Johns Hopkins Just Accidentally Accepted Almost 300 People. Why Do Colleges Keep Doing This?

"These colleges are ranked the top in the country, and it's surprising to me that they can't send out a simple e-mail"

Welcome to Johns Hopkins. Just kidding.

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Nearly 300 students who were rejected by Johns Hopkins University last Friday were stunned to receive a chipper e-mail days later with the subject line, “Embrace the YES!” 

The 294 rejected applicants were presumably still working on embracing the "No" when they received a congratulatory e-mail from the school on Sunday, Dec. 14. Johns Hopkins spokesman Dennis O'Shea confirmed in an e-mail that the notes were sent in error. The rejected-then-fake-accepted students, whom the e-mail called the "newest members of the family," were urged to take their celebrations to Facebook, Twitter, and Instagram and were congratulated for being “among the first with the right to use #JHU2019.” They could also join an exclusive Facebook group for admitted students to begin fraternizing with fellow members of the Class of 2019.

Within hours, the school realized it had goofed and e-mailed students to apologize, blaming a "technical mistake." For most, the pain and confusion had already set in. 

"I'd been wanting to go to Johns Hopkins since the beginning of high school," says Elmer Rajah, a senior from Randolph, N.J. "I was really bummed out."

You'd think colleges would be extra careful to get this right. (As Rajah said to me: "These colleges are ranked the top in the country, and it's surprising to me that they can't send out a simple e-mail.") But MIT, Fordham, UCLA, and others have burned applicants in recent years with false acceptance letters. This is happening more, in part because more colleges are ditching thick paper envelopes and relying on e-mail to communicate with both applicants and accepted students. It takes only one misplaced click of the mouse to break applicants' hearts.

Sometimes, as in MIT's case, false acceptances happen while schools tackle such mundane tasks as cleaning up e-mail lists. As MIT admissions counselor Chris Peterson recalled in a blog post explaining the mistake, the school didn't realize that combining two e-mail lists, one for admitted students and another for prospective students, would result in all e-mails brandishing the footer, "You are on this list because you are admitted to MIT." Other times, as was the case for Fordham University, someone outside the school messes up. When Fordham accidentally sent acceptance letters to about 2,500 applicants last December, it pointed fingers at Student Aid Services, the contractor it had hired to e-mail applicants, who in turn gave the explanation that the mistake "occurred when data was transferred from a staging environment to our development environment."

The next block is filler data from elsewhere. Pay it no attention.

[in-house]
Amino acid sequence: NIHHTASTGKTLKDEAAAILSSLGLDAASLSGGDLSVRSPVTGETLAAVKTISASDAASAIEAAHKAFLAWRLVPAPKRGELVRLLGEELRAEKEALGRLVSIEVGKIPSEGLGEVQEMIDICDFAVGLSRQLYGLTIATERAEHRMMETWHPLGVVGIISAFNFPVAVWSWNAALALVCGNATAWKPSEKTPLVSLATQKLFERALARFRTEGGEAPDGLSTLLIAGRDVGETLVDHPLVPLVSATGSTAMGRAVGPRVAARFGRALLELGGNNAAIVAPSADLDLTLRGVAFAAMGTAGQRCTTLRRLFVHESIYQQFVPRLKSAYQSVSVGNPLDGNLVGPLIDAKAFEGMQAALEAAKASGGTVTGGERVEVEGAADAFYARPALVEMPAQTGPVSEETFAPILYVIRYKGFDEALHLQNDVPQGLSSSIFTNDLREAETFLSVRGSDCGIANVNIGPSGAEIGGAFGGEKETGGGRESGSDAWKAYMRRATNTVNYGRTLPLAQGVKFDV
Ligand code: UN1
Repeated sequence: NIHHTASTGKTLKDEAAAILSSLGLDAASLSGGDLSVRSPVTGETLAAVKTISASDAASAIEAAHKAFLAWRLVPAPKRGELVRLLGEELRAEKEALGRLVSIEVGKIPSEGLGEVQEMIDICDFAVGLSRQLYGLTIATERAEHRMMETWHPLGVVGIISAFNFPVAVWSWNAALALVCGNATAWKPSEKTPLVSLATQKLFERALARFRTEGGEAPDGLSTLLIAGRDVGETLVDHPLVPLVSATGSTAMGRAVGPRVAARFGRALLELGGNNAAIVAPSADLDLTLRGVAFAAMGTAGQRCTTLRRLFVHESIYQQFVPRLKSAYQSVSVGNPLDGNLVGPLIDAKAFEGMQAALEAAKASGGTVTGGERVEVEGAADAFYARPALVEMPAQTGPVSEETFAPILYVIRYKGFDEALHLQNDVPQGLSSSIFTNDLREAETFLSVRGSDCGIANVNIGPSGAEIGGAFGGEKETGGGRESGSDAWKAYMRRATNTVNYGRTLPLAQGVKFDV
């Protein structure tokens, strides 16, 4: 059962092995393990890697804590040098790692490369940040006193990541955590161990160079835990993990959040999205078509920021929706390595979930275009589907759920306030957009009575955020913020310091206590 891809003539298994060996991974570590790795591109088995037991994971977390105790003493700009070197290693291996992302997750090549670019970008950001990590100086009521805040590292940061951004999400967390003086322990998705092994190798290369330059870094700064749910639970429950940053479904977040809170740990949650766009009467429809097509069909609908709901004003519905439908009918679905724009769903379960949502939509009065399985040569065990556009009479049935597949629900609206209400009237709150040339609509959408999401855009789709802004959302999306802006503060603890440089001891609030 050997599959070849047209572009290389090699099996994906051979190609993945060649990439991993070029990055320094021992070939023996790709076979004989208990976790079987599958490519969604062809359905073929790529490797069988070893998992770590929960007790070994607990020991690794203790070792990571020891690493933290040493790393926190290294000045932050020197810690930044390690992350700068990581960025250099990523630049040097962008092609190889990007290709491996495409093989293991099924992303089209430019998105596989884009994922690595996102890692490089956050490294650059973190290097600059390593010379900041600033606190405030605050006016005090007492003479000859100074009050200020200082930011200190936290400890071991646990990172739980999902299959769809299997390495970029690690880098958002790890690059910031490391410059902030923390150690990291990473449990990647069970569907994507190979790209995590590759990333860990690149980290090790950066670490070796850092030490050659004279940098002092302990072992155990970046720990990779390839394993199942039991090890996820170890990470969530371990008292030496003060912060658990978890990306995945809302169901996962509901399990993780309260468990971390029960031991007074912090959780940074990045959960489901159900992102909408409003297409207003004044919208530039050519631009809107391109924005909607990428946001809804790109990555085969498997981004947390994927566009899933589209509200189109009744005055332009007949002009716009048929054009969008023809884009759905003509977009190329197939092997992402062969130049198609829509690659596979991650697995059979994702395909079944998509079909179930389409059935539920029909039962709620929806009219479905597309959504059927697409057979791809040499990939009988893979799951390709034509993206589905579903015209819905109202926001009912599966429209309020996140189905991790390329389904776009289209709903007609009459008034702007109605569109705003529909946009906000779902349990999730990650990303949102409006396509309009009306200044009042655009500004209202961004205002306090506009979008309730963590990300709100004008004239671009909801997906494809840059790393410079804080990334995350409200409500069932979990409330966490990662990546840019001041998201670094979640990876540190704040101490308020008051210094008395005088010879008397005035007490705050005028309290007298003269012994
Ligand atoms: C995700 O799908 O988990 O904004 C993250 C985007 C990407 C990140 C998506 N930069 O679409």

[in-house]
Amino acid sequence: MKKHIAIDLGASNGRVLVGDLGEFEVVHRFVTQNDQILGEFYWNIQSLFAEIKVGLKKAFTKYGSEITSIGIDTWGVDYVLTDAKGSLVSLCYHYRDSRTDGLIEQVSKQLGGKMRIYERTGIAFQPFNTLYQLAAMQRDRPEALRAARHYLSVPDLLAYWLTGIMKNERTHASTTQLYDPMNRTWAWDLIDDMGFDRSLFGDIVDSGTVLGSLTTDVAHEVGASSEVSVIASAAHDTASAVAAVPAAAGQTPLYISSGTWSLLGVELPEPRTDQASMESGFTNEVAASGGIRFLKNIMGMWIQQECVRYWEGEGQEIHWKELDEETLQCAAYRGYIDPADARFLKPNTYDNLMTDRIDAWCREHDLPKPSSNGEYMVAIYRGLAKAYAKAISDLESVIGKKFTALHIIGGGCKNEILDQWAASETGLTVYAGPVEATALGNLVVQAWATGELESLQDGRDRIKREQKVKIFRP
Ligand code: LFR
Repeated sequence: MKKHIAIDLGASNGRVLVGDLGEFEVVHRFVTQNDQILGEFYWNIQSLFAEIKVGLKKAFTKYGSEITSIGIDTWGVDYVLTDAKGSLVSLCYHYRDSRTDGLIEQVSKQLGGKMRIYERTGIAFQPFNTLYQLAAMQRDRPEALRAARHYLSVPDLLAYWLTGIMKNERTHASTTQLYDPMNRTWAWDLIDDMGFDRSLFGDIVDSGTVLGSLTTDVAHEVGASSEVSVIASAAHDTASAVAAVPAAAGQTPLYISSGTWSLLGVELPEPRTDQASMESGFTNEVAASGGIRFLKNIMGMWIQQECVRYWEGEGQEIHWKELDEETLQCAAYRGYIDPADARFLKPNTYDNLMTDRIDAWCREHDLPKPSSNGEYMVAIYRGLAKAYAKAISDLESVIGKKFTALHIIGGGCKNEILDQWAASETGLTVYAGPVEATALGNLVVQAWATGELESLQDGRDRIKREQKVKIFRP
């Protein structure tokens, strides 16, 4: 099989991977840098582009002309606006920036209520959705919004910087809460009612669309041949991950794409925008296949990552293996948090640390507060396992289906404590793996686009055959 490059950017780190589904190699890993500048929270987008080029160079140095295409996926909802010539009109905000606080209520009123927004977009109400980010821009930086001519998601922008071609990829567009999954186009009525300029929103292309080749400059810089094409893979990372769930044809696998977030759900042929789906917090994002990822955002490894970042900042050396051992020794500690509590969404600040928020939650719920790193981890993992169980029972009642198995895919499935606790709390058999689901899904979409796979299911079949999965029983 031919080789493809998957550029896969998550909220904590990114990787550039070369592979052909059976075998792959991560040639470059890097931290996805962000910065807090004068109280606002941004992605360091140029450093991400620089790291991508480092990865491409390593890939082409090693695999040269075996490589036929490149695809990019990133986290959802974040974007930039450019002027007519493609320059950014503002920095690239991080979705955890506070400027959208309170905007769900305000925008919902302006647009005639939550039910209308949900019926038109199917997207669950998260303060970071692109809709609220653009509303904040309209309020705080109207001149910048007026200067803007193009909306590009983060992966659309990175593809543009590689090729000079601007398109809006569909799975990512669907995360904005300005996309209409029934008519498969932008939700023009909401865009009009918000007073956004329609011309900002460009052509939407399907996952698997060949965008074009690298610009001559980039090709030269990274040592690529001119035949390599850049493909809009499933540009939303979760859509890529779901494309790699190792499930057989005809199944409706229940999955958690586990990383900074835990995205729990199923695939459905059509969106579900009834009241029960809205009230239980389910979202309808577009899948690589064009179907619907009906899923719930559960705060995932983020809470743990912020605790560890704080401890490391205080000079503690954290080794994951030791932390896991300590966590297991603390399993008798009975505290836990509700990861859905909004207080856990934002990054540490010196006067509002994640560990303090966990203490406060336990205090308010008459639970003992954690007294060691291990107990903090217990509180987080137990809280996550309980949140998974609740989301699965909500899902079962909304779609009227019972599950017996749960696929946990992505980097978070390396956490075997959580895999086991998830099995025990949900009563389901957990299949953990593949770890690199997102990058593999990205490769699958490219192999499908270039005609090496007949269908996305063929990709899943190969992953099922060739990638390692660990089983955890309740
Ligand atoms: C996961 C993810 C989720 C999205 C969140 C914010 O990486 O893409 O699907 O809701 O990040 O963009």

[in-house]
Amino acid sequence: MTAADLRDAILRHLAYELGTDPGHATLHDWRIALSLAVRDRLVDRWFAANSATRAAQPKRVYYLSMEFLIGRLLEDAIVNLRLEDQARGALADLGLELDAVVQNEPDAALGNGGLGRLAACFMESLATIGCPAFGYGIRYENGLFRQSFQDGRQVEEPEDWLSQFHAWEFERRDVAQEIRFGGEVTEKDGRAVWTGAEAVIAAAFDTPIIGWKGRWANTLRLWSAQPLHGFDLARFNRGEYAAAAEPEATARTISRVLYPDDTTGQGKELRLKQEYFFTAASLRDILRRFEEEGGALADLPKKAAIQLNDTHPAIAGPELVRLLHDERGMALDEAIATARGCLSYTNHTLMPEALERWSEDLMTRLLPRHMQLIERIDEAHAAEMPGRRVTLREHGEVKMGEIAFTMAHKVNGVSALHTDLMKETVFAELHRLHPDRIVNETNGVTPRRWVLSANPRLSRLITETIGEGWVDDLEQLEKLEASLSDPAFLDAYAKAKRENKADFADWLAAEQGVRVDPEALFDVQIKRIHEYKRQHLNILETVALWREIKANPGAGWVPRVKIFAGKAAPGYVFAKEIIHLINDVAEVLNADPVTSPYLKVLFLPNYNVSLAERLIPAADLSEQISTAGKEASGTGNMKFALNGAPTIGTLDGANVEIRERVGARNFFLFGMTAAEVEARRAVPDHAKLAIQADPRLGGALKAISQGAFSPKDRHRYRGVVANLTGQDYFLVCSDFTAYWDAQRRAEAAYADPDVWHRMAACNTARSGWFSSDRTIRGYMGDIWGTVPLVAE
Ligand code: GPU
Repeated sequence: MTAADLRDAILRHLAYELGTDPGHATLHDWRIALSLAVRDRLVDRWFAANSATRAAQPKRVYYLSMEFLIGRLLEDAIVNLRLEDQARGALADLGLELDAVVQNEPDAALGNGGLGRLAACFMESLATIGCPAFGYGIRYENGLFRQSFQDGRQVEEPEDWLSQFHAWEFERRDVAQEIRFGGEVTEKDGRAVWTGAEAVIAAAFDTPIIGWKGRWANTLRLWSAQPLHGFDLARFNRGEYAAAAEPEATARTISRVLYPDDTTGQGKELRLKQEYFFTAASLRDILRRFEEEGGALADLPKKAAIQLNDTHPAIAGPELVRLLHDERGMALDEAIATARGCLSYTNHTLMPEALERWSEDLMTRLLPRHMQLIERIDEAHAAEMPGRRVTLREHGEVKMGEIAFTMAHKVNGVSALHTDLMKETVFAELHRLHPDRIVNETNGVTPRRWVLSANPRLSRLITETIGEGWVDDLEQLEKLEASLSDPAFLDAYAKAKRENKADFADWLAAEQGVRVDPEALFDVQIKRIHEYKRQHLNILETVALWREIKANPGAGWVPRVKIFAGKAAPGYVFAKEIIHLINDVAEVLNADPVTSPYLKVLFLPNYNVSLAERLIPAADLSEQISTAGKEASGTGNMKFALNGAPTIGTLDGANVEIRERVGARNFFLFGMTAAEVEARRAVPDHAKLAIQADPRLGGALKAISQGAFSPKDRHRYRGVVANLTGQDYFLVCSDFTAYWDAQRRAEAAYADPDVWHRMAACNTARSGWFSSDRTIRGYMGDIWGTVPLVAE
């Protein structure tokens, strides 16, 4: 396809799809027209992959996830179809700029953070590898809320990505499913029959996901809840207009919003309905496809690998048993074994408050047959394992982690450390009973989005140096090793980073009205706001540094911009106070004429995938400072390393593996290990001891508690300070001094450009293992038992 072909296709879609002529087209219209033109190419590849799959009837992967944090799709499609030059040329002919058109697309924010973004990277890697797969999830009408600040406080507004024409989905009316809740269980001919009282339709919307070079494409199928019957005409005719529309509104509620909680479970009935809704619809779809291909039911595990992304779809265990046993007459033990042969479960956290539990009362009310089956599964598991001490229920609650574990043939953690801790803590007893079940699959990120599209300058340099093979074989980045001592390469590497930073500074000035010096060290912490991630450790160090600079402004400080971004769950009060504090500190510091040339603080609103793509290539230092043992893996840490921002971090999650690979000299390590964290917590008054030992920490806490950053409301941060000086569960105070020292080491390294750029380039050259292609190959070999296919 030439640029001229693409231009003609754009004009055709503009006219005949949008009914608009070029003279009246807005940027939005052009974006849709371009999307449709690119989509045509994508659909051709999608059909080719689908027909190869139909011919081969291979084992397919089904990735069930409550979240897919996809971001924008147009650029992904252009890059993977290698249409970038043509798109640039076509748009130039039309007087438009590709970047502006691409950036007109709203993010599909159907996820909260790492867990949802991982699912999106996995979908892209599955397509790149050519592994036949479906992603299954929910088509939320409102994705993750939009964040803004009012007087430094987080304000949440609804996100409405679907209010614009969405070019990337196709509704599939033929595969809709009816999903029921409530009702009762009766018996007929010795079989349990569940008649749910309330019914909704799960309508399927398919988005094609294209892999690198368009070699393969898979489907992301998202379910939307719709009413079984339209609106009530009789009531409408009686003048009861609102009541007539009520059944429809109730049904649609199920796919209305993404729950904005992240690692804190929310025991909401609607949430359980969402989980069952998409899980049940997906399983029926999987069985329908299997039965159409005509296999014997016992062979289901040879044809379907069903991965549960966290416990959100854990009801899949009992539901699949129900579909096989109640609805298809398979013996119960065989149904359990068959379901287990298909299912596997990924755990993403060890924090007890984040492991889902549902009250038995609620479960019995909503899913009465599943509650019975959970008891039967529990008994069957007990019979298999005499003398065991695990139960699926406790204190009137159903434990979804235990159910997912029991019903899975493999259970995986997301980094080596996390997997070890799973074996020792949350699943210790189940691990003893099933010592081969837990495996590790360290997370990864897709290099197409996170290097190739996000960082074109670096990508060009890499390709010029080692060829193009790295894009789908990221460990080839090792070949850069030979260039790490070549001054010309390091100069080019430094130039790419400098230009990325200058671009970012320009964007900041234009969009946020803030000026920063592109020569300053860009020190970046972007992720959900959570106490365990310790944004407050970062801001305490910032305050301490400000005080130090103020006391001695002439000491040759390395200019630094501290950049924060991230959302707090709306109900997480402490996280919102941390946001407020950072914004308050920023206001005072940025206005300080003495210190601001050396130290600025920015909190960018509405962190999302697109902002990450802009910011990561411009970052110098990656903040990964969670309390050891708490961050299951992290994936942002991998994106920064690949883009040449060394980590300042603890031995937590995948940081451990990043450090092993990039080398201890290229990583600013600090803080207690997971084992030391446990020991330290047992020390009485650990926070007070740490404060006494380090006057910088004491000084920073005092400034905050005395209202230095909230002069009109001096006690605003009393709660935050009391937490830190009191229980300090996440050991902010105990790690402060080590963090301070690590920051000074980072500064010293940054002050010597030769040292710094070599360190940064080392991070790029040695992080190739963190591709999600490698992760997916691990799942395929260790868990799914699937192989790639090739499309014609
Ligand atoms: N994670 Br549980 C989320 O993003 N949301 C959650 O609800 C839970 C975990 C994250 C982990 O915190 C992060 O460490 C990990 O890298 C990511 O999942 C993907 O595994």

Johns Hopkins, like many other schools that have mistakenly sent e-mails to applicants in the past, said in a statement that its faulty messages were caused by "human error at a vendor working for our undergraduate admissions office."

"We very much regret having added to the disappointment felt by a group of very capable and hardworking students, especially ones who were so committed to the idea of attending Johns Hopkins that they applied [for] early decision," O'Shea said in an e-mail to Bloomberg Businessweek

When the school's admissions team caught its mistake on Sunday afternoon, it sent a somber message to applicants with the subject line, “Apology for Email Error.” 

“Earlier today, you may have received an email from us with the subject line: Embrace the YES! Please note that this email was sent in error,” the e-mail said. Applicants could rest assured that they could check out their accurate admissions decision on Johns Hopkins’ website, the e-mail said. 

O'Shea, calling what happened "an unacceptable error," said the school is "working to ensure that future communications are accurate and correctly distributed."

Thanks to the e-mail gaffe, Johns Hopkins’s attempt to stir up excitement over early acceptances on social media seems to have backfired. The hash tag #JHU2019 has now largely been overrun by bitter applicants and head-shaking onlookers. 

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